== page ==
Vitti urges teacher raises, recruitment boost
Raises for teachers, hiring more educators and pursuing a “student-first state and local policy agenda” are among the plans the new Detroit Public Schools Community District superintendent will pursue in the next two school years.
During a board of education meeting Tuesday night, Nikolai Vitti, who started his job last month and has a five-year contract, unveiled more details about the immediate work to turn around Michigan’s largest district as well as strengthen it.
Vitti told the board the proposals were guided by meetings with district staff, supporters and other stakeholders during his first two weeks on the job.
Among the first priorities is a collective bargaining agreement with the Detroit Federation of Teachers. The current contract expires June 30; the union's executive board rejected a tentative agreement last month.
During a recent panel discussion at the Detroit Regional Chamber's Mackinac Policy Conference, Vitti has said the district and the union are discussing a contract that includes a pay raise. He reiterated that stance Tuesday at Renaissance High School.
“Our teachers deserve a raise,” Vitti said to applause.
Along with that, the superintendent called for boosting recruitment to fill all positions. The district has more than 200 openings, representatives said last month.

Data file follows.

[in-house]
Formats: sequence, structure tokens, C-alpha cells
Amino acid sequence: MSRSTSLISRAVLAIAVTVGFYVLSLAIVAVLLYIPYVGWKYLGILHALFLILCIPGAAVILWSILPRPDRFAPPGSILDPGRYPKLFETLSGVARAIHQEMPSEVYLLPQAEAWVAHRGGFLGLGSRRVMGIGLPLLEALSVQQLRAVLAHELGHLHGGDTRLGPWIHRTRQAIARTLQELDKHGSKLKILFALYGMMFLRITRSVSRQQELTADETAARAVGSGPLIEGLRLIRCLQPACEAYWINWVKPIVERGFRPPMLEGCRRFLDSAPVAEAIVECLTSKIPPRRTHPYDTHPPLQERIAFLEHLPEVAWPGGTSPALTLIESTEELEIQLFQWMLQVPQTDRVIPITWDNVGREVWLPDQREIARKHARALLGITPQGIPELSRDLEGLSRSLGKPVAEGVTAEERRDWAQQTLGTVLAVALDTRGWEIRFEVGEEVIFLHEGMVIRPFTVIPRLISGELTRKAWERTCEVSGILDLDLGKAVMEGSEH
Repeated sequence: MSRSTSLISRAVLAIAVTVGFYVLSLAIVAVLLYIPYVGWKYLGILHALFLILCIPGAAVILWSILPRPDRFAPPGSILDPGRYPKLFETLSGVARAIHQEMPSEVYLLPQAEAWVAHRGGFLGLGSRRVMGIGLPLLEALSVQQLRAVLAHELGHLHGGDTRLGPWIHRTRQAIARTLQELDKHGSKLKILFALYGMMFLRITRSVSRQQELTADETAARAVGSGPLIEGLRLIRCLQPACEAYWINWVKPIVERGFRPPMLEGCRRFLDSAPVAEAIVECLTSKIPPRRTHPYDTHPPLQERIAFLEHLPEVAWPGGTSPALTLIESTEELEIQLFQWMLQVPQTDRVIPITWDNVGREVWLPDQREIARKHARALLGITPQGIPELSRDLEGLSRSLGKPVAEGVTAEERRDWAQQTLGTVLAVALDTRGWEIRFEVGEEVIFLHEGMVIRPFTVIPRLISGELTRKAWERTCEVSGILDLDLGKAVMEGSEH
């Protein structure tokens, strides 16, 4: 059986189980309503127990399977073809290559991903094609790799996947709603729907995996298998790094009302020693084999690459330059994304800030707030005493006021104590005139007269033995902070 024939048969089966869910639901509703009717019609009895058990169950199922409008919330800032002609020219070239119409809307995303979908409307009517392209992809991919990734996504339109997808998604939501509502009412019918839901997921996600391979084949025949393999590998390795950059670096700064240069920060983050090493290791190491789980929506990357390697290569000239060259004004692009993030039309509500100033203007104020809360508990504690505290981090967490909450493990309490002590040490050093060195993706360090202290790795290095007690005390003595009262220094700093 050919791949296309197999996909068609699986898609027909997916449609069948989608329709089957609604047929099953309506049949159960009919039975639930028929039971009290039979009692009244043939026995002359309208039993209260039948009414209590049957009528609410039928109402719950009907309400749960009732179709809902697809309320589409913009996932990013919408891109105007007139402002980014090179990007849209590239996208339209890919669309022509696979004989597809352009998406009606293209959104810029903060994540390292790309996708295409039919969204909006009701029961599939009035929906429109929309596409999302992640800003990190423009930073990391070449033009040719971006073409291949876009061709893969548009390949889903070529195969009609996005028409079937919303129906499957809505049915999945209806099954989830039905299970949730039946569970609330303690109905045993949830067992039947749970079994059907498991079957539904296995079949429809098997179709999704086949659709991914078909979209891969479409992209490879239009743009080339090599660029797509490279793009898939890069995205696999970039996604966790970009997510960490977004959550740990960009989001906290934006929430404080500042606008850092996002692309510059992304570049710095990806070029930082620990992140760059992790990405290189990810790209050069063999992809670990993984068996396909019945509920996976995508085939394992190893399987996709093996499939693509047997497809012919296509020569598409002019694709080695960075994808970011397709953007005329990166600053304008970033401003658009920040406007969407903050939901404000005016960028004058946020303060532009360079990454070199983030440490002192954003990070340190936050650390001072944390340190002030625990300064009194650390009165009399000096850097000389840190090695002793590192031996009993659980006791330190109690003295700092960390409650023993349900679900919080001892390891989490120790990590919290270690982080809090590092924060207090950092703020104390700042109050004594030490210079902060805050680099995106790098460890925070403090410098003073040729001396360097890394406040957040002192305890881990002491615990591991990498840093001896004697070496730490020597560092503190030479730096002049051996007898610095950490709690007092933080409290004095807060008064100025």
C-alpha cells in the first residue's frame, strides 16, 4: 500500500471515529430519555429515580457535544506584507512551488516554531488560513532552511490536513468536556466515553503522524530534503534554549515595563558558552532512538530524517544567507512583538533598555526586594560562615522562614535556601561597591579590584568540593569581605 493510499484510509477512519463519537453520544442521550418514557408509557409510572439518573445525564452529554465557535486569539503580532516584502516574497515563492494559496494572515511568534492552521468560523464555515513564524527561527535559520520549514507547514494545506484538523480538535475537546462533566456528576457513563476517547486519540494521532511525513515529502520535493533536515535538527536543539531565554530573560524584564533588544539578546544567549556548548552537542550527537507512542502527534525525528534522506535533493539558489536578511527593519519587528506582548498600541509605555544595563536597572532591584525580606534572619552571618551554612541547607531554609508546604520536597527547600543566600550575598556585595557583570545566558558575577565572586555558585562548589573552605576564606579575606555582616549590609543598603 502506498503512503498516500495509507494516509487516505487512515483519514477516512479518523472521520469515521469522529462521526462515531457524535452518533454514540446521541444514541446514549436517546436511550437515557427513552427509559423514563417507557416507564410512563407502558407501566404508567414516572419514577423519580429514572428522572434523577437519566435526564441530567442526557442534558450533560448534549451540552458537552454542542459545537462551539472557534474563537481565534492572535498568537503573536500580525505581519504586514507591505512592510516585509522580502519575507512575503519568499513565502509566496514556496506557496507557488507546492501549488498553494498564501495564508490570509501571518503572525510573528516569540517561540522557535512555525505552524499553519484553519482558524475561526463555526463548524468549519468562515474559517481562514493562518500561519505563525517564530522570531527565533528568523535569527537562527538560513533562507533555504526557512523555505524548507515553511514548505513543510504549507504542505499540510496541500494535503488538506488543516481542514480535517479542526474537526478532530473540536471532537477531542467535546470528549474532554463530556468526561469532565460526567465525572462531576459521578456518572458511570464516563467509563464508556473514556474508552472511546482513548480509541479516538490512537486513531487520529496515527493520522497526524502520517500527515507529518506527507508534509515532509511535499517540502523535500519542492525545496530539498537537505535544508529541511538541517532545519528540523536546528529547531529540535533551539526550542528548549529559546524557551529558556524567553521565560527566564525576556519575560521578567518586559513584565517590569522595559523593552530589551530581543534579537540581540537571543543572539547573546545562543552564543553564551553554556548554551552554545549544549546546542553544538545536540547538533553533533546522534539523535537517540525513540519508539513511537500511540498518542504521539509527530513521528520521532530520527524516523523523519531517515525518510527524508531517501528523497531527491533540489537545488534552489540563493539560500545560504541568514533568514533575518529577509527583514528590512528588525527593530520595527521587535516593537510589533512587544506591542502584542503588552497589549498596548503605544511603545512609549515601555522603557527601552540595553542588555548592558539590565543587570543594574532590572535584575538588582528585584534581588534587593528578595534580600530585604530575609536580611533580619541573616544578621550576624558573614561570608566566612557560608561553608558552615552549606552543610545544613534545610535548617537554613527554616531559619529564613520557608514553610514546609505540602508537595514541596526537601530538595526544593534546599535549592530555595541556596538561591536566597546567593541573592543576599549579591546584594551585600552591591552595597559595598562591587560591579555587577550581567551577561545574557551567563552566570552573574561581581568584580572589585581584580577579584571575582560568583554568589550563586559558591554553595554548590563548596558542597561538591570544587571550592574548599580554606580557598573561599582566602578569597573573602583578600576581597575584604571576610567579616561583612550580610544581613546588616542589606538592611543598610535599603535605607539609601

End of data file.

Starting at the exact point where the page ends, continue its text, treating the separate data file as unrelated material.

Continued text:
“We have to function with a greater sense of urgency,” he said. “There are no excuses.”
Vitti also outlined goals for the 2017-18 and 2018-19 academic years. Those include a curriculum audit, reorganizing the central district office to eliminate duplicated positions, revising the code of conduct, monitoring spending more closely and defining an enrollment policy.
Another goal is reducing a reliance on contract services and instead “rebuild our district with actual employees,” the longtime educator said.
That encouraged supporters such as Verna Brocks, a grandparent in the district who attended the meeting. “That means there’s an opportunity for us to keep the cream of the crop in every aspect of employment in DPS,” she said.
Vitti also said he wants to bring arts programs and health/social services back to schools.
For the immediate future, he urged the board and district staff to secure a “smooth transition” as schools return from the disbanding Education Achievement Authority.
“Every time a book is not delivered, it sends a message that we’re not serving our children,” Vitti said. “And it gives parents another reason not to send children to our school system.”
Both board members and community supporters applauded Vitti’s pledges.
“He’s come and hit the ground running,” board member LaMar Lemmons said. “I just I think he’s moving in the right direction, the right track and we’re well pleased.”
Marva Fletcher, a DFT member, called Vitti “a breath of fresh air.”
But others warned Vitti about the potential for more problems.
“You better take hold of everything you got because a lot of people are trying to micromanage you, including this board.” said community activist Helen Moore.
The board also approved a proposed budget for the 2017-18 school year. That includes more than $710 million in revenue — a slight increase mostly attributed to additional state sources due to the return of the EAA schools— and expenditures close to $706 million, leaving a surplus around $4 million, according to district data.
The district also is on track to cover its obligations to vendors and others, Marios Demetriou, its deputy superintendent of finance, told the board